Secretary of State James Baker's recent visit to Syria was the most cordial exchange between U.S. and Syrian officials in some time. And while relations between the two countries appear to be improving, at least on the surface, the United States would be well-served in maintaining a cautious approach.

There may be a temptation by many to read Syria's recent participation as a member of the allied forces in the recent Persian Gulf war as a softening toward the West. But as is frequently the case with Middle East politics, what you see and what you get are often different commodities.Just how strong was Syria's support for the allied effort? Not very, apparently.

After Iraqi SCUD missiles landed on Israel, Syrian officials warned that Syria might change its allegiance and support Iraq if the Israelis retaliated. During the massive air raids over Iraq that prepared the way for a decisive ground victory, Syria refused to let allied aircraft fly over its territory.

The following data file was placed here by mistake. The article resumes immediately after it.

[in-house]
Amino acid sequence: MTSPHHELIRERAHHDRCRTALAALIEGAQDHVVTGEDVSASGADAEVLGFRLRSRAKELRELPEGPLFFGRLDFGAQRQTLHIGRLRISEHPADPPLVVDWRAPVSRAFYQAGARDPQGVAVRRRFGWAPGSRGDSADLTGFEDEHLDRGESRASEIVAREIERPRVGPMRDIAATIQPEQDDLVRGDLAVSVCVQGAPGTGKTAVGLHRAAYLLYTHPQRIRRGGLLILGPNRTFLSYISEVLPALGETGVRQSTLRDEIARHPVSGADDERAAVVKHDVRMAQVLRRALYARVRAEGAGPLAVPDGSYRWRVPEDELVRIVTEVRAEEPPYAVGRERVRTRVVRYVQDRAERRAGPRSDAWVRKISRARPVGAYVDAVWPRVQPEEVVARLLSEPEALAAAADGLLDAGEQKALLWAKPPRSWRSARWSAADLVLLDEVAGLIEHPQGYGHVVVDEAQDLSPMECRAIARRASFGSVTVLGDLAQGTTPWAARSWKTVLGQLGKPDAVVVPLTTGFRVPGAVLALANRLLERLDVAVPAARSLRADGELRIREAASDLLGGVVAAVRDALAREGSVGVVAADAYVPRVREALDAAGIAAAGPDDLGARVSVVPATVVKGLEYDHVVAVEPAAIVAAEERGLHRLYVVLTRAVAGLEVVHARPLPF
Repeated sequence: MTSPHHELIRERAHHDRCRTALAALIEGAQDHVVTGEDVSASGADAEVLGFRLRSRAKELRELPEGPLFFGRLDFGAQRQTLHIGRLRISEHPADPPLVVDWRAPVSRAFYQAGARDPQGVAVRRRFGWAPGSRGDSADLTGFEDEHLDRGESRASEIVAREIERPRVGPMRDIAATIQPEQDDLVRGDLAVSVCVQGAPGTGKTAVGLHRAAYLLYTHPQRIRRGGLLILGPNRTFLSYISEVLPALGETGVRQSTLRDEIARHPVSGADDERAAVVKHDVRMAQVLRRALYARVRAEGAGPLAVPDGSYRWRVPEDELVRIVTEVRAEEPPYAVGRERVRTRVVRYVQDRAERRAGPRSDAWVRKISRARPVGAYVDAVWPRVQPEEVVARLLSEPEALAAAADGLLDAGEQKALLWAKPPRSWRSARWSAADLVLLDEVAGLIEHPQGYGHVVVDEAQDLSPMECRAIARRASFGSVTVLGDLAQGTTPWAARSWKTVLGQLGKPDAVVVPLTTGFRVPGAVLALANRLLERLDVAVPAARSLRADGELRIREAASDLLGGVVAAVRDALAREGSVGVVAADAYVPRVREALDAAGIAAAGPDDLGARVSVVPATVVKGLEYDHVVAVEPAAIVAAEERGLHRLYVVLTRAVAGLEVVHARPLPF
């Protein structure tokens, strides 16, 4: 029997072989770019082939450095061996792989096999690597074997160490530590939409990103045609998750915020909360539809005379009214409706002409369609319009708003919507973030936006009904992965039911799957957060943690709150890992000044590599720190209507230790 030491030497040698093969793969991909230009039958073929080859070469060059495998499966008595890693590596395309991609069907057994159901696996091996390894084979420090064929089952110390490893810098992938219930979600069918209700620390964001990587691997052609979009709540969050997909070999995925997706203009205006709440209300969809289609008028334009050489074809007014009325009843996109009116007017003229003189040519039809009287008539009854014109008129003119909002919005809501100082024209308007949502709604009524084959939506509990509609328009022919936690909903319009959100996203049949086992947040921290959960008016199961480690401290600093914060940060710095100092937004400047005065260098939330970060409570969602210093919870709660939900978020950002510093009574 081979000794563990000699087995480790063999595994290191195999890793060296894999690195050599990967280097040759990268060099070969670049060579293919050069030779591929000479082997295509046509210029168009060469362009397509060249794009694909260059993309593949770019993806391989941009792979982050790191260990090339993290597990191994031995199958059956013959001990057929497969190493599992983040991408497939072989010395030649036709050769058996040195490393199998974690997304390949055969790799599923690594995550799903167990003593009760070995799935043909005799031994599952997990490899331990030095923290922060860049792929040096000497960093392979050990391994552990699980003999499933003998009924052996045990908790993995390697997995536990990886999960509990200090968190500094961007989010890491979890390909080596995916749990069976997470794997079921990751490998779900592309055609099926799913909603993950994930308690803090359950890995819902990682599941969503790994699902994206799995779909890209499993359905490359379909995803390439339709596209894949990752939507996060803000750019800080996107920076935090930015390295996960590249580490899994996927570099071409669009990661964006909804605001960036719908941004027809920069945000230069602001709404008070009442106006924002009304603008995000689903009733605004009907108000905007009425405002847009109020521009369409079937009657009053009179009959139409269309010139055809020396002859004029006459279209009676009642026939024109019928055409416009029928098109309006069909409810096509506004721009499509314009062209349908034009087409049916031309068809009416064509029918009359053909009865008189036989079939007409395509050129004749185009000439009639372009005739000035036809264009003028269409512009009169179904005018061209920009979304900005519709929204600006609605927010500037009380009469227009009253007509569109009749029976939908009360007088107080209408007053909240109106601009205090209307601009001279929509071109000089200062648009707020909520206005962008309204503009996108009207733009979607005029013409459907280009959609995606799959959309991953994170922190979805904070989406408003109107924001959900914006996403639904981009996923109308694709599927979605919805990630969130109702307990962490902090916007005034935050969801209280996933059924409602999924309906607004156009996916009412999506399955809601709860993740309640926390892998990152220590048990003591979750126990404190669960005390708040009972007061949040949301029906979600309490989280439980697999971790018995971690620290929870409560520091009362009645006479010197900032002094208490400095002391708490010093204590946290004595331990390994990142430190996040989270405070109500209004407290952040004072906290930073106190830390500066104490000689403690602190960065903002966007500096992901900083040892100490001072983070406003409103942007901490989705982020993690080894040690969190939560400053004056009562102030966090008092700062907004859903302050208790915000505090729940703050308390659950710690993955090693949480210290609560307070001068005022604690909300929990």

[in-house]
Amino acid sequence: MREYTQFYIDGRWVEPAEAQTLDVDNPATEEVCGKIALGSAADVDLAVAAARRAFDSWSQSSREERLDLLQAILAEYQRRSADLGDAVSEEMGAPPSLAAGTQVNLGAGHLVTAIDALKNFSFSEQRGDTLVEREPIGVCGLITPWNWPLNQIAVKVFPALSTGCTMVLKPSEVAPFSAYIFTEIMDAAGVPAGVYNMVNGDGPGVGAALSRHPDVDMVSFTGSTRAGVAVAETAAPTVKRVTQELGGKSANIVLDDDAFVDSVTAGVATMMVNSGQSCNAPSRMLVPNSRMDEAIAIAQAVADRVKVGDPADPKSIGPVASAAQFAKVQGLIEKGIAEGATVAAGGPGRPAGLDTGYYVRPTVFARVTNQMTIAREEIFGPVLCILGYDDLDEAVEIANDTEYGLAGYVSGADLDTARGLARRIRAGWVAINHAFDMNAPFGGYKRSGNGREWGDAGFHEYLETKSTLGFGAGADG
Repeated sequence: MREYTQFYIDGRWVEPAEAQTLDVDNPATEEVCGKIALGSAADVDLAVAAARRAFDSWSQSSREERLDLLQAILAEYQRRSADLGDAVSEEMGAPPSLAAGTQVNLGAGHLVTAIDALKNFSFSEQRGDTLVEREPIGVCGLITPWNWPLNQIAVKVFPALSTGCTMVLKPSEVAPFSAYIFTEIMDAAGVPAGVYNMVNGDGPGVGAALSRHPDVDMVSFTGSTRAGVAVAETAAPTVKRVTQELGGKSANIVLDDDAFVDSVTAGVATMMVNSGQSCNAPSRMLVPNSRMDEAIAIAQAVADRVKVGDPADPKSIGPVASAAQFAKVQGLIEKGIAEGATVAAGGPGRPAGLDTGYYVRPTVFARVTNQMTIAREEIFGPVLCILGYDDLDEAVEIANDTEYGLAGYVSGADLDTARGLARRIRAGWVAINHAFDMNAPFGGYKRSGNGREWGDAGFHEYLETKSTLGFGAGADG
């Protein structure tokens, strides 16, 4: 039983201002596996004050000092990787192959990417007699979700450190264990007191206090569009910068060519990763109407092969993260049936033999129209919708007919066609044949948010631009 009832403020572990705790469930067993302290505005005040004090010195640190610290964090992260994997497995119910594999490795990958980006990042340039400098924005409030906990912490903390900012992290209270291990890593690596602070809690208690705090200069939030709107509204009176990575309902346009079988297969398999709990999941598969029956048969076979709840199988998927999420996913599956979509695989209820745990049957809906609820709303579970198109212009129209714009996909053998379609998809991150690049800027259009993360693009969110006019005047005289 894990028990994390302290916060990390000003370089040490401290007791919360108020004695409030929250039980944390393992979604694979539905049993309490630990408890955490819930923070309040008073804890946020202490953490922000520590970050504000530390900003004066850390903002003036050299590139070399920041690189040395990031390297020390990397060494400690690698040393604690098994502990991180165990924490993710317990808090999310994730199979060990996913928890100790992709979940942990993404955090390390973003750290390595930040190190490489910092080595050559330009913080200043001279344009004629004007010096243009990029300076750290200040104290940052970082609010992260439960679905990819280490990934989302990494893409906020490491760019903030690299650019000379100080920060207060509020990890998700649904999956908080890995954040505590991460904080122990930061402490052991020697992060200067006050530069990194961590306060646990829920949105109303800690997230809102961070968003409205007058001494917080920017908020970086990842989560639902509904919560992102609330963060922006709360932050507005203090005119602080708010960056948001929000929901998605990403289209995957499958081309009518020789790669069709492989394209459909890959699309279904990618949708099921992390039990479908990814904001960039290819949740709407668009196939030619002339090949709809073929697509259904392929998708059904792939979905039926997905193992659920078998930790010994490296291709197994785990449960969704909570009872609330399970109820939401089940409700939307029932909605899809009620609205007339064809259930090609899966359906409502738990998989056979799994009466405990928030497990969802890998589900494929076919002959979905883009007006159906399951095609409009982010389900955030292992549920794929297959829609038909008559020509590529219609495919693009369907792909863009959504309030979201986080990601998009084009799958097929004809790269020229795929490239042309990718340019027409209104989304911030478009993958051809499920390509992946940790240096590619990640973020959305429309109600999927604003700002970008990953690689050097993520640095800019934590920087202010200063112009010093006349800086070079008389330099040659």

Are those the actions of an ally?

Syria has pledged to assist in gaining the release of Western hostages held in Lebanon. Yet despite the presence of some 40,000 Syrian troops in the tiny country, the hostages remain captive and the prospect of their release anytime soon is slim at best.

Even more disconcerting are the apparent likenesses that can be drawn between Iraq under Saddam Hussein and Syria under President Hafez Assad. Like Iraq, Syria has been an active proponent of world terrorism and like Iraq, Syria has a poor human rights record.

And add to that scenario the realization that Iraq's demise has left Syria, which has made no secret of its animosity toward Israel, the dominant Arab power in the Middle East.

The United States must move carefully and not get caught up in the euphoria over Iraq's crushing defeat. One thing the Middle East does not need now is a new-look Saddam dressed in Syrian clothing and armed with sophisticated Western weaponry.

Using the Persian Gulf victory as a stepping stone toward a resolution of other Middle East conflicts is a laudable goal, but it is one fraught with potential pitfalls.